When to get counselling?
This article looks at some of the difficulties people face in deciding whether to seek counselling.
When to seek counselling?
It can be hard to decide whether to seek counselling. Perhaps you have a sense that things aren’t quite right, or maybe you think that what you’re going through is just normal – after all everyone has to deal with difficult things, don’t they? Some people say that they don’t feel worthy of receiving counselling. Or, it could be that it’s hard to accept that you need help and so you try and carry on regardless; sometimes carrying on for so long you may psychologically “fall over”.
So, how do we know we need to make an appointment and ask for help? The short answer is that it’s about realising that you’ve got to a point where it’s no longer OK to feel the way you do. You just ask yourself, is it OK to feel this way?
Let’s take an example, feeling sad. It is OK to feel sad. Sad things happen and its natural to feel sad about them. It can, however, get to a point when the extent of sadness we feel probably means we need to seek help. Any one of the following could indicate that it’s time to seek counselling for feeling sad.
When the feeling of sadness:
- Has lasted too long or you just can’t cope
- Impacts on your daily life
- Stops you doing the things you want to do
- Affects your sleeping pattern
- Affects your ability to concentrated on everyday activities.
Another example might be dealing with pressure or feeling stressed. Pressure and stress are different things.
Pressure is what you feel when you believe something is at stake and is dependent on how you perform. That could be in your working or personal life. Stress is when there are so many demands on you, and you just don’t enough time, money or energy to meet them.
And many of us have busy lives, demanding careers or running from one thing to the next with the kids. It’s perfectly natural to feel under pressure and for that pressure to build into stress. It’s OK to have some pressure but it’s not OK to have ongoing stress.
Situations where counselling may help
OK, so that’s about feeling sad or being stressed – what about all the other times life gets too hard? Listed below are some of the situations which have triggered clients to come to counselling, and have found that through counselling they’ve felt better and more in control of their lives.
- Things are getting on top of you and affecting your wellbeing, for example, causing depression or anxiety.
- Something has been troubling you for some time and you’re having difficulty finding a solution on your own.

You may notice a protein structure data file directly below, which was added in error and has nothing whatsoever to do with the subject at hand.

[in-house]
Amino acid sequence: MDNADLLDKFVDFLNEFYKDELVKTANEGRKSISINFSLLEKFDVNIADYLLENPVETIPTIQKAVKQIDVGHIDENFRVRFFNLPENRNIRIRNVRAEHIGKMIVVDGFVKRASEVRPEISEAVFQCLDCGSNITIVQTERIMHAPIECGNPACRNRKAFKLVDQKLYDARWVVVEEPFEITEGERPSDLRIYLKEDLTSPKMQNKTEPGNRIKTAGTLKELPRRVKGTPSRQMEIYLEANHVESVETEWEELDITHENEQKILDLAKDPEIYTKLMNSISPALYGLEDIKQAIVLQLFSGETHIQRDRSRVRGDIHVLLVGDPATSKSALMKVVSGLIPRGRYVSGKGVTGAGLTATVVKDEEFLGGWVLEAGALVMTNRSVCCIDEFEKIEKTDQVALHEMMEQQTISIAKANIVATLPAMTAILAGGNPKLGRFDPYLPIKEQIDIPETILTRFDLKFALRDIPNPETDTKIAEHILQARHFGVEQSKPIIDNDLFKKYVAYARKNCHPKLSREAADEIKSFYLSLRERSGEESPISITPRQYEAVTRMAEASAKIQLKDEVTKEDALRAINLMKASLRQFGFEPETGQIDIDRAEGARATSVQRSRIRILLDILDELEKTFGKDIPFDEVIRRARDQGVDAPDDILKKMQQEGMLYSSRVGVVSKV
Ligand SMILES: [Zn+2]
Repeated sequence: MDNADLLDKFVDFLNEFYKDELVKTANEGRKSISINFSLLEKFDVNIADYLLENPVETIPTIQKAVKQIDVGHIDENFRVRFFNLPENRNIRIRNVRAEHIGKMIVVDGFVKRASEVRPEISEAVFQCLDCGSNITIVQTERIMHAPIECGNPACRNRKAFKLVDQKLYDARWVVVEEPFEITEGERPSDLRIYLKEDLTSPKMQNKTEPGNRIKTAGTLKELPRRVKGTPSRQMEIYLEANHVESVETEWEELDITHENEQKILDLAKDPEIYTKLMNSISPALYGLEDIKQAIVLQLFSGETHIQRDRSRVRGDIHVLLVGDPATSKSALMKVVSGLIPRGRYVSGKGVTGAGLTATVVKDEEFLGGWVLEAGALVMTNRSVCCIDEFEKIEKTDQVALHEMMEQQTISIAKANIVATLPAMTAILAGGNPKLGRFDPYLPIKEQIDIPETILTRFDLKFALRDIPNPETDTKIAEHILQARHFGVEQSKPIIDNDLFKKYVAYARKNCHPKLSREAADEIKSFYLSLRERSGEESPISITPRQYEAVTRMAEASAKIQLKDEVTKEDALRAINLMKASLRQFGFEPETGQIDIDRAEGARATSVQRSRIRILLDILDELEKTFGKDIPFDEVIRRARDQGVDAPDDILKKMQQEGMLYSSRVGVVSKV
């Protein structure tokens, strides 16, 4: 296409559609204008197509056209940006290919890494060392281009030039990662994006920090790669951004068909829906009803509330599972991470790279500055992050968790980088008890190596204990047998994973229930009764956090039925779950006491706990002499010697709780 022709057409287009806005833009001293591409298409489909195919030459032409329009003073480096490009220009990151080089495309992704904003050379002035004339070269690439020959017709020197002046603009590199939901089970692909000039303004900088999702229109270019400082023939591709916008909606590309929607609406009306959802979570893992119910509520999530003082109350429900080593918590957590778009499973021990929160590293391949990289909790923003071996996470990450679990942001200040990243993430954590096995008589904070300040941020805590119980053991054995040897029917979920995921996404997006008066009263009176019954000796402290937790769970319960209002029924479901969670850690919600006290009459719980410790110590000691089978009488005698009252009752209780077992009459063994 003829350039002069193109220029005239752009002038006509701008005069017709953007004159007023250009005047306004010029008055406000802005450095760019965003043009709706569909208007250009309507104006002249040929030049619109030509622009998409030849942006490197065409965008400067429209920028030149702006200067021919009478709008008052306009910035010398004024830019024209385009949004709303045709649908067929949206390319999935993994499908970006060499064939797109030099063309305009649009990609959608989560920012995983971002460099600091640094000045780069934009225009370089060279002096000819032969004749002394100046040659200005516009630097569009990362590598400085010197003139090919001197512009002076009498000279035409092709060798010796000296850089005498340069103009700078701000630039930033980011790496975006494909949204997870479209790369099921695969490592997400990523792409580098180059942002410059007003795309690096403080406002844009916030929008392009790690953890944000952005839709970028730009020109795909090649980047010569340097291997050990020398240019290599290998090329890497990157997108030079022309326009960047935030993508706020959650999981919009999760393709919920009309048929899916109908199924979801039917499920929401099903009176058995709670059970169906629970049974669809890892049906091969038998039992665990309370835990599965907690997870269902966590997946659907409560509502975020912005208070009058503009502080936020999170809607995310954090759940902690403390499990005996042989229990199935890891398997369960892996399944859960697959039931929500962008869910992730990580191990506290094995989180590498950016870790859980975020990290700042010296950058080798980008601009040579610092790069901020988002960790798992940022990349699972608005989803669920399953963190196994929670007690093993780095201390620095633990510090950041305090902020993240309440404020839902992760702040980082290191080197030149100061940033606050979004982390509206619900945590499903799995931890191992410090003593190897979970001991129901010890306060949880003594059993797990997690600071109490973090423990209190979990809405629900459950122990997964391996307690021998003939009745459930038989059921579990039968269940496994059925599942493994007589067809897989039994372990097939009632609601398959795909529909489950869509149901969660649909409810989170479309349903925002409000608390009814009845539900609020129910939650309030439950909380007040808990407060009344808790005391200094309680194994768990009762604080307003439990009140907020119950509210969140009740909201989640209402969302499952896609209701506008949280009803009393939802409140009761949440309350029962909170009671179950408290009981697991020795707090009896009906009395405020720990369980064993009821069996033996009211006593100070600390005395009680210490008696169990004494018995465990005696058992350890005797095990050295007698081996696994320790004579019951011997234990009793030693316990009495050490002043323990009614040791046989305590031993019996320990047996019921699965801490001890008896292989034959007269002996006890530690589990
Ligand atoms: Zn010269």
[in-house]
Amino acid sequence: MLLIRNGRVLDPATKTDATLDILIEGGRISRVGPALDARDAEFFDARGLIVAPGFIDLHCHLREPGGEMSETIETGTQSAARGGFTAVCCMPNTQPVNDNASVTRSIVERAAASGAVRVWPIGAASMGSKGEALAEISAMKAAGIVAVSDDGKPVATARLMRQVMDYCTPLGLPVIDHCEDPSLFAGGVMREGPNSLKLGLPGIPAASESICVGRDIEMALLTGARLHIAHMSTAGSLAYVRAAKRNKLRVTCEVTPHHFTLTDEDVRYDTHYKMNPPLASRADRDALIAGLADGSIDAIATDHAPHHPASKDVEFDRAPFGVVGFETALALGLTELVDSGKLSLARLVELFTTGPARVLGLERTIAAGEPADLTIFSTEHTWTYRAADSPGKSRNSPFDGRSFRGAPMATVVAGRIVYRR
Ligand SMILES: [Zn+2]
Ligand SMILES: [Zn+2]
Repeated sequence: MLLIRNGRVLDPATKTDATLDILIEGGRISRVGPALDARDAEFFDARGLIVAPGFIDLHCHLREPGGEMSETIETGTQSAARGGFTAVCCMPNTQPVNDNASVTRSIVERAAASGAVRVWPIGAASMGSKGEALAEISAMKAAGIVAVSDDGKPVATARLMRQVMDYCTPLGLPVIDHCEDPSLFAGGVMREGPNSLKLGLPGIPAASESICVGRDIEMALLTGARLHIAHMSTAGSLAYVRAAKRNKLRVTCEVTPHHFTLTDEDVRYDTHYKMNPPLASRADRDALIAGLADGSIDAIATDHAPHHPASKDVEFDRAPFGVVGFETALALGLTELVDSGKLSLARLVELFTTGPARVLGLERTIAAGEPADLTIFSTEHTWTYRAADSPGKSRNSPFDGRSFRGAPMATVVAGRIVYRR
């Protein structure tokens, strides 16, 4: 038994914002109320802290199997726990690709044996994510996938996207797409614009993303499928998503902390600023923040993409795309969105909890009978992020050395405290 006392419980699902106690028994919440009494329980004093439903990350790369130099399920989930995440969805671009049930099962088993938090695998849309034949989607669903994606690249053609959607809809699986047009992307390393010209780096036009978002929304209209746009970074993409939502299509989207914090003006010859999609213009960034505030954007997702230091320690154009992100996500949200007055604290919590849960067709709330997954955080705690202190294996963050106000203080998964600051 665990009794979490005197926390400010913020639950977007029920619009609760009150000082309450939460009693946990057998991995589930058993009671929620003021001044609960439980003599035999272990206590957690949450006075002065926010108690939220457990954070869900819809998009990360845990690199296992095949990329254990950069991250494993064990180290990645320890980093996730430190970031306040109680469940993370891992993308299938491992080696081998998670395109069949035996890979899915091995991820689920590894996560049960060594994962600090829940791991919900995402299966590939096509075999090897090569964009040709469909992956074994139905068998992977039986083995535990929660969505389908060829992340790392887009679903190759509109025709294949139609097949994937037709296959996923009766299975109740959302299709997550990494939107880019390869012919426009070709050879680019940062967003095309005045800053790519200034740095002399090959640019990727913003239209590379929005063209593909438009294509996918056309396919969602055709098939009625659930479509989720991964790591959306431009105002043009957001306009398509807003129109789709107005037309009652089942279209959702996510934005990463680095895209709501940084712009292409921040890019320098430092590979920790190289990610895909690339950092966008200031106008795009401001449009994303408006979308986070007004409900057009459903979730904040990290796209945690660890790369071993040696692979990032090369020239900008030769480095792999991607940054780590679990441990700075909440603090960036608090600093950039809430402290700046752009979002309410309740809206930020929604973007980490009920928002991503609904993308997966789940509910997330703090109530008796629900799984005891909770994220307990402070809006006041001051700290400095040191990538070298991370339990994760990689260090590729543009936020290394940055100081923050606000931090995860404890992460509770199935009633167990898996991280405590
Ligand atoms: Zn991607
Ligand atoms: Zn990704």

- You find it hard to talk to friends or family because they are directly involved in the issues.
- Issues from the past are having an impact on your day to day life.
- Things are troubling you and its having a negative impact on your relationships or work.
We all deserve the best health we can get, whether that’s our physical or mental health. Many people, whatever their situation, have found counselling extremely helpful. Some of the benefits of counselling are:
- Talking to someone neutral, outside of your situation, can show you a different perspective and help you find a way forward.
- Counselling can help you to process difficult thoughts and feelings.
- Sharing your worries helps you feel less alone with the problem.
- You can gain a better understanding of yourself and a clearer sense of what you want and need.
- You can practice communicating more clearly and honestly in the safety of the counselling relationship.
- Counselling can help improve your relationships and your ability to communicate.
If you’re still not sure, the best way for things to become clearer is to book an initial session with a counsellor. That way you can find out more about how counselling works and the counsellor can help you decide if it would be useful for you.
If you are considering counselling, you can talk to your GP who may be able to access free counselling for you or you can seek a private counsellor for yourself.
If you decide to seek a counsellor for yourself then choose one that’s properly qualified and accredited. The Counselling Directory (www.counselling-directory.org.uk) undergo checks to make sure everyone they list is properly qualified and belongs to a professional body.